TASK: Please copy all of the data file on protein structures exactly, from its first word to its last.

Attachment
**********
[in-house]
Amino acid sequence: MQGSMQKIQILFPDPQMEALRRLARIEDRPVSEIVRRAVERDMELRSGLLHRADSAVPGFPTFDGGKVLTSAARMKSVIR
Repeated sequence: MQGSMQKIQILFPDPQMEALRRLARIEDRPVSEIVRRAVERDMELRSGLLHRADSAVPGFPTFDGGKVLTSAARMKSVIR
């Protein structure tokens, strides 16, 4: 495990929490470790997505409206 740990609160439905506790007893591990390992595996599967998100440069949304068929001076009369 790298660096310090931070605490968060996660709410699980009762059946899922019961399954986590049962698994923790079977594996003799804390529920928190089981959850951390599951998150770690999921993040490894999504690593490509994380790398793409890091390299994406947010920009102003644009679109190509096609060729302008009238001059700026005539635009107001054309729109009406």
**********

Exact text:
[in-house]
Amino acid sequence: MQGSMQKIQILFPDPQMEALRRLARIEDRPVSEIVRRAVERDMELRSGLLHRADSAVPGFPTFDGGKVLTSAARMKSVIR
Repeated sequence: MQGSMQKIQILFPDPQMEALRRLARIEDRPVSEIVRRAVERDMELRSGLLHRADSAVPGFPTFDGGKVLTSAARMKSVIR
């Protein structure tokens, strides 16, 4: 495990929490470790997505409206 740990609160439905506790007893591990390992595996599967998100440069949304068929001076009369 790298660096310090931070605490968060996660709410699980009762059946899922019961399954986590049962698994923790079977594996003799804390529920928190089981959850951390599951998150770690999921993040490894999504690593490509994380790398793409890091390299994406947010920009102003644009679109190509096609060729302008009238001059700026005539635009107001054309729109009406």